The floor was full of people. “Where should we go?” Craig asked as we scanned the room from the door. “Shhh! Everyone is meditating or something, look their eyes are closed and they’re staring at the ceiling, using their third eye…” We quietly tip-toed to our own spots. There was enough room for one person at the front at the mirrors which Craig took while I was sandwiched between two (definitely straight) men with little maneuvering room. The class didn’t start for another 10 minutes and I looked around to see what other people were doing, without seeming like I didn’t know what to do, of course. I decided to follow the lead of the man on my right and laid down in my back, staring at the ceiling with my eyes closed. Wow, it’s REALLY hot in here. I’m already sweating. I hope I can do this without passing out. What’s Craig doing? Stretching
and looking back at me in the mirror. I shrug my shoulders and mouth out “I don’t know…?” I grabbed my bottle of water and opened the plastic and the cap very quietly so as not to disturb anyone. I looked up at the woman setting up right behind me in front of the doorway, “Oh this? I totally forgot my stainless steel water bottle at home” Really. You know how it is. I think she bought it. Deep breath, I can do this.
“So, who here is new to yoga?” The instructor said before she started the class, Craig put up his hand and looked at me, I sheepishly raised my hand. “Okay great, I’ll make sure that you get all the support you need. You’ll love it. Oh, and you’ll get used to the heat after a while. The first class is always the hardest.” Fantastic. I can do this. The embarrassing part is over, everyone knows I’m a beginner now, so I guess it doesn’t matter if I can’t do ALL the moves. Here goes nothing…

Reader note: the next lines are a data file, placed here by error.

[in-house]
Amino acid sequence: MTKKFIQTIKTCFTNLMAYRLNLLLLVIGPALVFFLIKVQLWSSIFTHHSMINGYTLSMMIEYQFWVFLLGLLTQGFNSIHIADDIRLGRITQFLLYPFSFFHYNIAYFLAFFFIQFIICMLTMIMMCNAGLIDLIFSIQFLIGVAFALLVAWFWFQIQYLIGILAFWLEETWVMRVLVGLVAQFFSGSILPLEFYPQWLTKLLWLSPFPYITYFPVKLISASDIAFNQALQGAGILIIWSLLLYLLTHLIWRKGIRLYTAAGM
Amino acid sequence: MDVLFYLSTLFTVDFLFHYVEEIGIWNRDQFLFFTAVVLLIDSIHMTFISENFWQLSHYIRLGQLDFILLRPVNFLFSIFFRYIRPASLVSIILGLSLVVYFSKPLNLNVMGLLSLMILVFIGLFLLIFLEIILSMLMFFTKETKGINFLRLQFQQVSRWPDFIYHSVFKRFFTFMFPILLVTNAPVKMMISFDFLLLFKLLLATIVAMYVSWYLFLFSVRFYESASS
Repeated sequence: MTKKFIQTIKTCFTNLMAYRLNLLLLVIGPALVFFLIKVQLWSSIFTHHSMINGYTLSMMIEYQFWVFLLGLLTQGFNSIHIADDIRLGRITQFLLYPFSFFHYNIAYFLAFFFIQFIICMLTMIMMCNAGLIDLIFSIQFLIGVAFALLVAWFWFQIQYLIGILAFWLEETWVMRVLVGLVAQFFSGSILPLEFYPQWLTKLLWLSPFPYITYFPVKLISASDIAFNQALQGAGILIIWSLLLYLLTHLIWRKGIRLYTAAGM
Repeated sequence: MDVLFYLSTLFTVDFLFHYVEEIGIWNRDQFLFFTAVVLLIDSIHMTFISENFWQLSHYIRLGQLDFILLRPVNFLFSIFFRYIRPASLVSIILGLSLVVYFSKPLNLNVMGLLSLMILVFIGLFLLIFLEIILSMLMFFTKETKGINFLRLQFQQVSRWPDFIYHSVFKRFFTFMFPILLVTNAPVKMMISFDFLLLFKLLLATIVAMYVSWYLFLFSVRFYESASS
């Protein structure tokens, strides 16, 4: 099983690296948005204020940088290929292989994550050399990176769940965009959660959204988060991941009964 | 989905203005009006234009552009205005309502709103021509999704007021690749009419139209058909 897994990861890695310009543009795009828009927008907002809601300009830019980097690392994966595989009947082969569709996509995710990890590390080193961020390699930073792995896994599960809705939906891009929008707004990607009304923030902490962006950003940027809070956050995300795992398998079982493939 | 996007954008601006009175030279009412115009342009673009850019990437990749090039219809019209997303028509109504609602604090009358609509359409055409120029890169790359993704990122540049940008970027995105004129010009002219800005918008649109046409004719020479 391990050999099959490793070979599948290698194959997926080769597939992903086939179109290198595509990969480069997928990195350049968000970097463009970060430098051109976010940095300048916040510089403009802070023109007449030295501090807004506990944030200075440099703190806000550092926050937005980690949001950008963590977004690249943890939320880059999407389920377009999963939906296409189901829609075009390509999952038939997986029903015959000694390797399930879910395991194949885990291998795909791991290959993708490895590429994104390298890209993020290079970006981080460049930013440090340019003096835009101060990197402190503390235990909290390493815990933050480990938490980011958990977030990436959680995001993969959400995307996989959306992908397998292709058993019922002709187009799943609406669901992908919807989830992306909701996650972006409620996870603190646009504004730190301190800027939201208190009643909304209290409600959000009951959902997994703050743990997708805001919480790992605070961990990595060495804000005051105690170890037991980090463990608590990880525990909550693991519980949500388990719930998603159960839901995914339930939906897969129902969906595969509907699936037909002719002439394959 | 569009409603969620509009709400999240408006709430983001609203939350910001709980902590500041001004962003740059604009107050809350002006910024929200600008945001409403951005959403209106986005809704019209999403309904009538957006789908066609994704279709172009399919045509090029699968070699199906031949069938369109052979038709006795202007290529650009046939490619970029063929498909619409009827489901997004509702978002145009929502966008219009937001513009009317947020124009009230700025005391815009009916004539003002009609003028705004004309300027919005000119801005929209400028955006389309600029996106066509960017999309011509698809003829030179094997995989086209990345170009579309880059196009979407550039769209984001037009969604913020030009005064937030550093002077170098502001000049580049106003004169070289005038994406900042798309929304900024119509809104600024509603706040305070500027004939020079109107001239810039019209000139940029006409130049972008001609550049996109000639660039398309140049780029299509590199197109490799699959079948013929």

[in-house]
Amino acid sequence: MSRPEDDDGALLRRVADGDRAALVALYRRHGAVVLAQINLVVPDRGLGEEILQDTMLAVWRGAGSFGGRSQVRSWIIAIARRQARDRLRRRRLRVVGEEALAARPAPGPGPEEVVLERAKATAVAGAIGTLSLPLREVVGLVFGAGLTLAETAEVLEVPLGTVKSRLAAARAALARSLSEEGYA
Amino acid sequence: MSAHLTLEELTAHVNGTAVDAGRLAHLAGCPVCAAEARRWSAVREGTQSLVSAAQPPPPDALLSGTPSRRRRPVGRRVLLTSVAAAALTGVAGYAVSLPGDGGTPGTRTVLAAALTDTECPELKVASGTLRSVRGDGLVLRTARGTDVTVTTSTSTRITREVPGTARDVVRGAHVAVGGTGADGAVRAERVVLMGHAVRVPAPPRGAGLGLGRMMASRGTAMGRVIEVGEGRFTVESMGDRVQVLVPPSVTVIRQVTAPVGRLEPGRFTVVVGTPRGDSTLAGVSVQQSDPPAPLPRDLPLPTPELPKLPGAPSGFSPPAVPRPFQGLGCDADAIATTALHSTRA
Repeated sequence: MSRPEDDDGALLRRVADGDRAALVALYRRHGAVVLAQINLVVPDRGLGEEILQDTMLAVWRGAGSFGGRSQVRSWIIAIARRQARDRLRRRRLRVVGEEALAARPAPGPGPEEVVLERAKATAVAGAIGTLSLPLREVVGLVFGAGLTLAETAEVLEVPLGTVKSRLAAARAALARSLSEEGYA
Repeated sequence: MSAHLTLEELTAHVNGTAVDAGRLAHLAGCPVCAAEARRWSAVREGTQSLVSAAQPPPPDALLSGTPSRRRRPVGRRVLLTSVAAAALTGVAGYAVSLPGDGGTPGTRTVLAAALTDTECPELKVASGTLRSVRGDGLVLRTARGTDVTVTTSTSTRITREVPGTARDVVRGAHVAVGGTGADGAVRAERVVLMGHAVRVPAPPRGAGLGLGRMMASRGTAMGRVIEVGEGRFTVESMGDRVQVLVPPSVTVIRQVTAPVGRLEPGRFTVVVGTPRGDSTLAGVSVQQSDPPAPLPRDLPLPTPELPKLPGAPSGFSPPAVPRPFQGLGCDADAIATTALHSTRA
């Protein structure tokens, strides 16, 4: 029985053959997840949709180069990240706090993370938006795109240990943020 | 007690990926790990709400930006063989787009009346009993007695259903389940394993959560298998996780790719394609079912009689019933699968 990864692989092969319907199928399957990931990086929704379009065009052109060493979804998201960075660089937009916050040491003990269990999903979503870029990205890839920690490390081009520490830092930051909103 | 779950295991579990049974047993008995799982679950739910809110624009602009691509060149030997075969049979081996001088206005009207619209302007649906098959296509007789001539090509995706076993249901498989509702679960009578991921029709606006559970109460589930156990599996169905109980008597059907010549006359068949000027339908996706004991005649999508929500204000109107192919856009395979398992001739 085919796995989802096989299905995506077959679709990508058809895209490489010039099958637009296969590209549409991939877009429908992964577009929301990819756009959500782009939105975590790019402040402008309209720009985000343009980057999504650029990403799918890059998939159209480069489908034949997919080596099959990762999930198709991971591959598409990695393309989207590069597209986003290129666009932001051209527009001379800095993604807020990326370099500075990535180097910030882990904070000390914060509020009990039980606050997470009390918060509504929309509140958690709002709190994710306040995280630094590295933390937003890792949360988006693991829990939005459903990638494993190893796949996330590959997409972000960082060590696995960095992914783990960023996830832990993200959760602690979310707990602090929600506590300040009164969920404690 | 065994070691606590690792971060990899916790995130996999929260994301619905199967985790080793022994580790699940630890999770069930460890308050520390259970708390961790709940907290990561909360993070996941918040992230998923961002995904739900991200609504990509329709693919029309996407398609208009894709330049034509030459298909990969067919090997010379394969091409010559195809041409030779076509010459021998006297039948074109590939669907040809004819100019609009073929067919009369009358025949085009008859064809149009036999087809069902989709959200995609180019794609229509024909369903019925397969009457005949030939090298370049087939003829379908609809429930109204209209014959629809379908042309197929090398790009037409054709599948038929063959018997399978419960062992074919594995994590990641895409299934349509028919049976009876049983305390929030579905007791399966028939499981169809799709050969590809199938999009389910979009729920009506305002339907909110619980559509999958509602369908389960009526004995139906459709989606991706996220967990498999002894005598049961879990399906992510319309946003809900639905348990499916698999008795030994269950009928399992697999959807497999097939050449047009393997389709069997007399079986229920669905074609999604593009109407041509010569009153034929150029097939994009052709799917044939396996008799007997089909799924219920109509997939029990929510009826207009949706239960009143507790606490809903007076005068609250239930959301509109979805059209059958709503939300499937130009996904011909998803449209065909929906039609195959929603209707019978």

Over the next hour I was going from child’s position to the downward dog and ending in lotus position; Craig was holding his own as well. And the sweat… at one point I had sweat dripping from my hair into my eyes and nose. I had to peel my t-shirt from my skin to wipe my face. I pushed myself. It was tough, intense and VERY hot. Once we reached the end of the class, I was shirtless, my pants were rolled up my legs, I was splayed on my back on the mat, I was exhausted… but felt great.
Craig and I walked out of the room, down the hall, past the barefoot chill/zen/seating area over to grab our shoes from the storage area. “So what’d you think?”, I asked Craig. “Well, you know that I hate to sweat. And I am SWEATING right now. But if I had to do anything physical, I think this would be it. I feel really good.” “Yeah, me too.” I said as I downed the last of my water. “So, how did it go, will you guys be back?” One of the women behind the counter said. “Oh yeah, definitely” I said with confidence. Now, not only can I say that I’ve done a yoga class, I enjoyed it and I think I’ve found a new outlet. I knew I would. And what’s more, my identity-constructing hometown stereotyping can continue!